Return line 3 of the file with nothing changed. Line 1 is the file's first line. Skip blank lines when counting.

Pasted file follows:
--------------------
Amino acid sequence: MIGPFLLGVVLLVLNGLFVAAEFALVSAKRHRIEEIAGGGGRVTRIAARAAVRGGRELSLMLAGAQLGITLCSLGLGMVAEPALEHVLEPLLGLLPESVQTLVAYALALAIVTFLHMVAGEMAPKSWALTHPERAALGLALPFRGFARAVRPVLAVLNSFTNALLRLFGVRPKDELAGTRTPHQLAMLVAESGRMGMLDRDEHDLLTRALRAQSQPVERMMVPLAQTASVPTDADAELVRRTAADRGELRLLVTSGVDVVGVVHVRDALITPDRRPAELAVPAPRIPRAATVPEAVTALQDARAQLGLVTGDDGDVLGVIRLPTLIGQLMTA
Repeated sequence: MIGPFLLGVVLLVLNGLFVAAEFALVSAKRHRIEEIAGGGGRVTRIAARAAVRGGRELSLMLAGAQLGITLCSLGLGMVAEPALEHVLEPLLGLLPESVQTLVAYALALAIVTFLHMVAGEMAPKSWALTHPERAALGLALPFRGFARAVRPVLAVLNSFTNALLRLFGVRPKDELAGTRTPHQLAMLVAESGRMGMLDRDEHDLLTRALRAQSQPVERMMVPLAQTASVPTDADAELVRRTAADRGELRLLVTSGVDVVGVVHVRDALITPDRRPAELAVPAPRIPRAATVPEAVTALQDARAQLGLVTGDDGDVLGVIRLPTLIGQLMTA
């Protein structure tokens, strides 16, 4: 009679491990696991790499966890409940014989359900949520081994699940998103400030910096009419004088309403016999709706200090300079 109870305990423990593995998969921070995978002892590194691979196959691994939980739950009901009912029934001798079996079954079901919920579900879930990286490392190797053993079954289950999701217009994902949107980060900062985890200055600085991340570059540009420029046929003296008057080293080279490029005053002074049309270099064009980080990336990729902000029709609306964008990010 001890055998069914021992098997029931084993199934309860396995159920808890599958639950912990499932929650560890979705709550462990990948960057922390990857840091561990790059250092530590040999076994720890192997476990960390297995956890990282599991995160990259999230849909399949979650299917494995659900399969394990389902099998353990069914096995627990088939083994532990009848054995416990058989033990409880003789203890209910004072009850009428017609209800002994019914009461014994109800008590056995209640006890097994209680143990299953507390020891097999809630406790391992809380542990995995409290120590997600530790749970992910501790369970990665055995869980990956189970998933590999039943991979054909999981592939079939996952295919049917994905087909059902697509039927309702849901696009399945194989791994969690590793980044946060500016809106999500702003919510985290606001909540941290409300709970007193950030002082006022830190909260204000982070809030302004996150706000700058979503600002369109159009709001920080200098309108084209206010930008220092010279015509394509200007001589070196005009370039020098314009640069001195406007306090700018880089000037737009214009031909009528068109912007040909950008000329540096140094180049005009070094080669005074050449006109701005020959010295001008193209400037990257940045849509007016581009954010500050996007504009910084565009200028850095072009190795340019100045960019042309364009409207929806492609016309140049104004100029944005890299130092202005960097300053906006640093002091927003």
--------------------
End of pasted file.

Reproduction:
């Protein structure tokens, strides 16, 4: 009679491990696991790499966890409940014989359900949520081994699940998103400030910096009419004088309403016999709706200090300079 109870305990423990593995998969921070995978002892590194691979196959691994939980739950009901009912029934001798079996079954079901919920579900879930990286490392190797053993079954289950999701217009994902949107980060900062985890200055600085991340570059540009420029046929003296008057080293080279490029005053002074049309270099064009980080990336990729902000029709609306964008990010 001890055998069914021992098997029931084993199934309860396995159920808890599958639950912990499932929650560890979705709550462990990948960057922390990857840091561990790059250092530590040999076994720890192997476990960390297995956890990282599991995160990259999230849909399949979650299917494995659900399969394990389902099998353990069914096995627990088939083994532990009848054995416990058989033990409880003789203890209910004072009850009428017609209800002994019914009461014994109800008590056995209640006890097994209680143990299953507390020891097999809630406790391992809380542990995995409290120590997600530790749970992910501790369970990665055995869980990956189970998933590999039943991979054909999981592939079939996952295919049917994905087909059902697509039927309702849901696009399945194989791994969690590793980044946060500016809106999500702003919510985290606001909540941290409300709970007193950030002082006022830190909260204000982070809030302004996150706000700058979503600002369109159009709001920080200098309108084209206010930008220092010279015509394509200007001589070196005009370039020098314009640069001195406007306090700018880089000037737009214009031909009528068109912007040909950008000329540096140094180049005009070094080669005074050449006109701005020959010295001008193209400037990257940045849509007016581009954010500050996007504009910084565009200028850095072009190795340019100045960019042309364009409207929806492609016309140049104004100029944005890299130092202005960097300053906006640093002091927003």